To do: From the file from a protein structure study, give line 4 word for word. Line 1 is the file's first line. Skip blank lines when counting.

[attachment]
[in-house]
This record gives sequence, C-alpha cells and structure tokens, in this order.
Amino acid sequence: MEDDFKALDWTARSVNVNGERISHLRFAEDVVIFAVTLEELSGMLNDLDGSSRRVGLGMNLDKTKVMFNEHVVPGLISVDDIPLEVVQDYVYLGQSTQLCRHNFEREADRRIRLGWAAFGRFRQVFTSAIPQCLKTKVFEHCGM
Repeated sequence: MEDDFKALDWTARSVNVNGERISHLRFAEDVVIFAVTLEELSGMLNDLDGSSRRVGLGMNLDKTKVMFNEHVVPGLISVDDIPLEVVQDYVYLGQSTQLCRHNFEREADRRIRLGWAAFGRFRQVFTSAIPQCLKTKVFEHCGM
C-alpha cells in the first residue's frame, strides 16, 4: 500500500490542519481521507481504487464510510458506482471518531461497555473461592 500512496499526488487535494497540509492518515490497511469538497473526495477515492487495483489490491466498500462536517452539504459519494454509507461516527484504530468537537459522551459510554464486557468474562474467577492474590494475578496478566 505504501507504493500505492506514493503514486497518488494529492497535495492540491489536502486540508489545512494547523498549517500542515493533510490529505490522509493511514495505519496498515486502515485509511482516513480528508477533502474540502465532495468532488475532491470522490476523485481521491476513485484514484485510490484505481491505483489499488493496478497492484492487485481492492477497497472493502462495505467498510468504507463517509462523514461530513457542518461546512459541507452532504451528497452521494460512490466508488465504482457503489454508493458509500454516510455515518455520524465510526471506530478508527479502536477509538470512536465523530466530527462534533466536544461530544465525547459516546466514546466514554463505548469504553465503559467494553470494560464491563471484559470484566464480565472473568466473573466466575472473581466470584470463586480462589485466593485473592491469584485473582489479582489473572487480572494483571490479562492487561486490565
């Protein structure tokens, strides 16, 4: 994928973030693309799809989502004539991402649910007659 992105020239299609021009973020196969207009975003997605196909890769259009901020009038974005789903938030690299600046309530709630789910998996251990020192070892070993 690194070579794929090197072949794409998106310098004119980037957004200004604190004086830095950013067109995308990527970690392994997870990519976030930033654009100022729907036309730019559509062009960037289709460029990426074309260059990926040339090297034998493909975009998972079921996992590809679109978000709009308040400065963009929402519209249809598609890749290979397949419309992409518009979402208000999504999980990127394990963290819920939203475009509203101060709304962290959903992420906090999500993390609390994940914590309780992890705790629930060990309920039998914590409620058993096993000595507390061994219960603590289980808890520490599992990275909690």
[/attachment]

Repeated sequence: MEDDFKALDWTARSVNVNGERISHLRFAEDVVIFAVTLEELSGMLNDLDGSSRRVGLGMNLDKTKVMFNEHVVPGLISVDDIPLEVVQDYVYLGQSTQLCRHNFEREADRRIRLGWAAFGRFRQVFTSAIPQCLKTKVFEHCGM